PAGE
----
Floyd Mayweather's Intimidation Tactics Have Fooled Robert Guerrero

Donald Wood@@Donald_WoodFeatured ColumnistMarch 7, 2013

Feb 28; New York, NY, USA; Floyd Mayweather during the press conference announcing his fight against Miguel Cotto. The two will meet May 5, 2012 at the MGM Grand Garden Arena in Las Vegas, NV.  Mandatory Credit: Ed Mulholland-USA TODAY Sports
Ed Mulholland-USA TODAY Sports

Boxing legend Floyd Mayweather (43-0-0, 26 KOs) is scheduled to fight Robert Guerrero (31-1-1, 18 KOs) May 4 in Las Vegas, but the pound-for-pound toughest fighter is already starting the war of words with his opponent.

Mayweather and Guerrero were shooting a commercial for Showtime (h/t Kevin Iole of Yahoo! Sports) when Money began to start his prototypical trash talking.

As fun to watch as Money’s comments can be, Guerrero wasn’t having any of it and made it clear that he wasn’t backing down from Mayweather. That helps increase the hype around this pay-per-view main event.

While this vintage intimidation tactic is one of the reasons Mayweather has been so successful over his career, Guerrero is a veteran fighter that knew exactly what Mayweather was trying to do and did not allow it to affect him.

Lucky for Mayweather, he’s one of the most gifted boxers in history and still has the ability to dismantle his opponent in the ring.

While Guerrero may not be intimidated by Mayweather’s words, the challenger's reactions to the trash talk may have given Money the mental edge in another way.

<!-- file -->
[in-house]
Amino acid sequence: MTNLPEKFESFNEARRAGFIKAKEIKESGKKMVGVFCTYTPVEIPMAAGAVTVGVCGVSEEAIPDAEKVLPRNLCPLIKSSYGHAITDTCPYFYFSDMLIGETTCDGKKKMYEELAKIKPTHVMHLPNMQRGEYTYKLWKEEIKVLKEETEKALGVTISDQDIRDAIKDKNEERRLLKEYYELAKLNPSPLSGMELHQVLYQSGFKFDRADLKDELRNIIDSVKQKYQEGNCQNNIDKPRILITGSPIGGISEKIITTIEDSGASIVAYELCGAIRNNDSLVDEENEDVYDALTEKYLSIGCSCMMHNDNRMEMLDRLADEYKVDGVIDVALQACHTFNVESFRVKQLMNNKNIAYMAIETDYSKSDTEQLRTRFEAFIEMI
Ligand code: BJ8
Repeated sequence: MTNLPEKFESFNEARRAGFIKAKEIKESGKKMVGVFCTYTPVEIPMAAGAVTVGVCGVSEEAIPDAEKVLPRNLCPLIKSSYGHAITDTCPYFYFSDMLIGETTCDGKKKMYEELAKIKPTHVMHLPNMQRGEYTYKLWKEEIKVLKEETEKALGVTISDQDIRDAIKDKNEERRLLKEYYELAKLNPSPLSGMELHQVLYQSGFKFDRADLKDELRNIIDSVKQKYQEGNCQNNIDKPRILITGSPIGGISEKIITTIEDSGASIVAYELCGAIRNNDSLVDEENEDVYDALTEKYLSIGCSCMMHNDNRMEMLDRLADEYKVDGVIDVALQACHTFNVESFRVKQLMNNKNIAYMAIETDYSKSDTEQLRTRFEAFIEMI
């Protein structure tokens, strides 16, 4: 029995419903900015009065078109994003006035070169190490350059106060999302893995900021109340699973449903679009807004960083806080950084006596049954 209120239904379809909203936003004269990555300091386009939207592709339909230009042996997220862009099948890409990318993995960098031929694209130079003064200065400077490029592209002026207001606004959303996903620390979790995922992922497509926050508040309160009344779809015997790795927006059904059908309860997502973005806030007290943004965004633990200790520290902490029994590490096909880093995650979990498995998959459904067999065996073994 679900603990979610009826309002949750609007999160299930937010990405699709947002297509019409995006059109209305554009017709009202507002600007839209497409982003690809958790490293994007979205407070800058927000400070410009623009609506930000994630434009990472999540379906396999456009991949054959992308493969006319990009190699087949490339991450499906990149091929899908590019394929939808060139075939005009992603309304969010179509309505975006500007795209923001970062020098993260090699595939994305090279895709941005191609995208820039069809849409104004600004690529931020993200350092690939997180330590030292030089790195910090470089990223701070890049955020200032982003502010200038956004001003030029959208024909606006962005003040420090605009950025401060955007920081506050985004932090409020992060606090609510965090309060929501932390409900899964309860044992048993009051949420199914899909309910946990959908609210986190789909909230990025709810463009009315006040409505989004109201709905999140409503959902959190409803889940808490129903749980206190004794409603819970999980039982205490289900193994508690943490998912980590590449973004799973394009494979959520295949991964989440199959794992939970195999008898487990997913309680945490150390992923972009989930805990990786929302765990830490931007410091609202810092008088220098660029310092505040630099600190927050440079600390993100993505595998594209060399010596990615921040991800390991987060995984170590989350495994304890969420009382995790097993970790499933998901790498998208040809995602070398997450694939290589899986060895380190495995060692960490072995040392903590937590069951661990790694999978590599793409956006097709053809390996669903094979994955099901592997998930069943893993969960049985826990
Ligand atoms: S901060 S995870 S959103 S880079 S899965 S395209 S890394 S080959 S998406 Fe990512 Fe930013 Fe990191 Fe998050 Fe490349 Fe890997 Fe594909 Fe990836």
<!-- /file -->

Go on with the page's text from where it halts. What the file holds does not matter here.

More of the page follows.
During the video, Mayweather and Guerrero talk about which style the duo will use against each other, leading to Mayweather telling his opponent to pick the style he would fight with during the bout.

When Guerrero laughed it off and told Mayweather, “Let's do it toe-to-toe,” he revealed a lot about his game plan. Fans can trash Money for being too confident or brash, but he is a smart fighter.

From the trash talking, Mayweather can assume that Guerrero wants the fight to be toe-to-toe because that’s where he thinks he has the advantage. At the same time, the desire to force Mayweather to fight that way indicates Guerrero understands his opponent will be on the defensive and avoiding toe-to-toe exchanges.

With that information, Mayweather can come out aggressive in Round 1 of their fight now that he understands his opponent will be patient in his style.

After likely stunning Guerrero with a flurry of punches in the early going of the bout—something Mayweather hasn’t done in the recent past—Mayweather could then begin to let the fight come to him and become the defensive fighter that has dominated for years.

That slight mental advantage early in the fight is all it takes to swing the momentum in these big bouts.

While Mayweather’s words may not have done damage to Guerrero’s ego, his opponent's rebuttal to the chatter has given Money the edge he needs to secure another huge win.